There’s no specific timeline as to when that goal might be reached, Smith said.

Eight local banks received a combined $191.4 million from the TARP program, which was created in the early stages of the financial crisis to give banks a capital cushion. In exchange, the government received stock in each participating bank.

Many banks have purchased the shares back from Treasury and freed themselves from the program, including locally based Union First Market Bank, C&F Bank and First Capital Bank.

In addition to Essex, Village Bank ($14.7 million), EVB ($24 million) and Central Virginia Bank ($11.3 million) remain in the program.

Gaining permission from regulators to make payments shows the bank is on the right track, Smith said.

“They would have not given us permission to pay that big of a chunk if they weren’t confident in what we’re doing,” Smith said. “They’re message is, ‘Keep doing it and we’ll allow you make payments on the principal.’”

To get to that point, Essex would first have to be released from its written agreement.

“The next phase is to try to get ourselves released from that,” Smith said. “Once we’re out of that, it opens the door for serious conversations for TARP payments.”

There’s also no set timeline on how long it might take to get out from under the agreement, he said.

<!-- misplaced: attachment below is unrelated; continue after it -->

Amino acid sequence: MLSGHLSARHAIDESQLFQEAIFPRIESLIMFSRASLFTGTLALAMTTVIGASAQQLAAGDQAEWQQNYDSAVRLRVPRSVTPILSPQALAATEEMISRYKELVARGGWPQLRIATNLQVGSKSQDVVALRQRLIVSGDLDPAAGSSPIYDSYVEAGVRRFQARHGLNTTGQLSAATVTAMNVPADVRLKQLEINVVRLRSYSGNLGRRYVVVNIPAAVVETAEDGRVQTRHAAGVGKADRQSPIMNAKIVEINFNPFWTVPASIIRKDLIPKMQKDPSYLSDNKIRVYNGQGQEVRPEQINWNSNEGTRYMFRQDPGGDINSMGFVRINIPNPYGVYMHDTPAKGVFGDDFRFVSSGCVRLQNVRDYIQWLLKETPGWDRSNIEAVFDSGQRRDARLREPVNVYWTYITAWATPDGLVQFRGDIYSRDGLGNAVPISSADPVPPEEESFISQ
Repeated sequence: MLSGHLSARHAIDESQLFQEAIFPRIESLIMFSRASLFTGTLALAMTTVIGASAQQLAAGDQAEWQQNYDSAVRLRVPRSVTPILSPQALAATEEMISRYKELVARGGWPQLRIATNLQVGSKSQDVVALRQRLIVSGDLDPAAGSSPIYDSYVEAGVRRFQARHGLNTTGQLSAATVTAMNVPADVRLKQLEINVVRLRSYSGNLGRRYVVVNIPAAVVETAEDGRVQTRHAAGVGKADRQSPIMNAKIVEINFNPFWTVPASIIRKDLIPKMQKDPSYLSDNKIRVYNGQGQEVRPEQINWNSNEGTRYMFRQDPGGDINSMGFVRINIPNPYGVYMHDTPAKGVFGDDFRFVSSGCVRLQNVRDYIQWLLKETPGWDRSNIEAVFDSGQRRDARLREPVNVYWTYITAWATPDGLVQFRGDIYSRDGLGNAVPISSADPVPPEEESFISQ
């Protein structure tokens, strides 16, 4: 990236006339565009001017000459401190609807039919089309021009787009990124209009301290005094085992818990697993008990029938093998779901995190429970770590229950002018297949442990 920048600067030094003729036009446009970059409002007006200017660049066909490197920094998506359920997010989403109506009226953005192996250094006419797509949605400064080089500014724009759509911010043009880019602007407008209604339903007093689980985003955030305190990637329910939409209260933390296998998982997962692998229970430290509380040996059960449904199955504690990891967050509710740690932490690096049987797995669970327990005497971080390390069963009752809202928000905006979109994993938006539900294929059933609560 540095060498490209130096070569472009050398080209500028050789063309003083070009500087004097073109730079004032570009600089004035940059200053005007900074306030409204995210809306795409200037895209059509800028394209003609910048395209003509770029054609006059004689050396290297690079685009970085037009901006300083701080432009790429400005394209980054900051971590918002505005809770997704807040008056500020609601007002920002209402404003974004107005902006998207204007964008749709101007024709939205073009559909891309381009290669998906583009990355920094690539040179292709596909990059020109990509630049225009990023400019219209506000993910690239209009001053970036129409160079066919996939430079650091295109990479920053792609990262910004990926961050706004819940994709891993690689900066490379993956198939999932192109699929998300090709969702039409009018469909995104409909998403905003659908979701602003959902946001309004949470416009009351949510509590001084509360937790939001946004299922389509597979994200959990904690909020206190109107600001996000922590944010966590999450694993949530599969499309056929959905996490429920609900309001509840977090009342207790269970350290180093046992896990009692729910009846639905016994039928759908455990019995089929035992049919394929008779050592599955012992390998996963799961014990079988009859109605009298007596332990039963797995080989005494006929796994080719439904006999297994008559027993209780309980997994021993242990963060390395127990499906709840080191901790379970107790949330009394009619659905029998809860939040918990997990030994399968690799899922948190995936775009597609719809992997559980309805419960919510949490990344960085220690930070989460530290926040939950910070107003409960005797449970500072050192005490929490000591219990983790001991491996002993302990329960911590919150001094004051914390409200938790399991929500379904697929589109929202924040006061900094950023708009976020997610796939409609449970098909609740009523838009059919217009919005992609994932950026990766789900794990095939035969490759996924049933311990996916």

“It’s really hard to tell. That process takes a little time, and [regulators] want to see a good trend. I think we’re showing those trends,” he said.

Community Bankers Trust turned a profit of $934,000 for the second quarter and $1.64 million for the first half of the year. That’s an improvement over a $1.2 million loss through the first half of 2010.

“That cures a lot of ills,” Smith said of turning a profit.

The bank is still dealing with its share of loans gone bad and foreclosed real estate. It reported $37 million in non-performing assets as of the end of the second quarter.

Essex got caught in some big local projects that went sour, such as the Federal Club, Justin French’s historic rehab scam, the Tetra Companies and Roseland.

CBTC has $1.11 billion in assets and 24 branches across Virginia, Maryland and Georgia.

 

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Roxanne
Roxanne
10 years ago

Good for them!! The light IS on at end of the tunnel.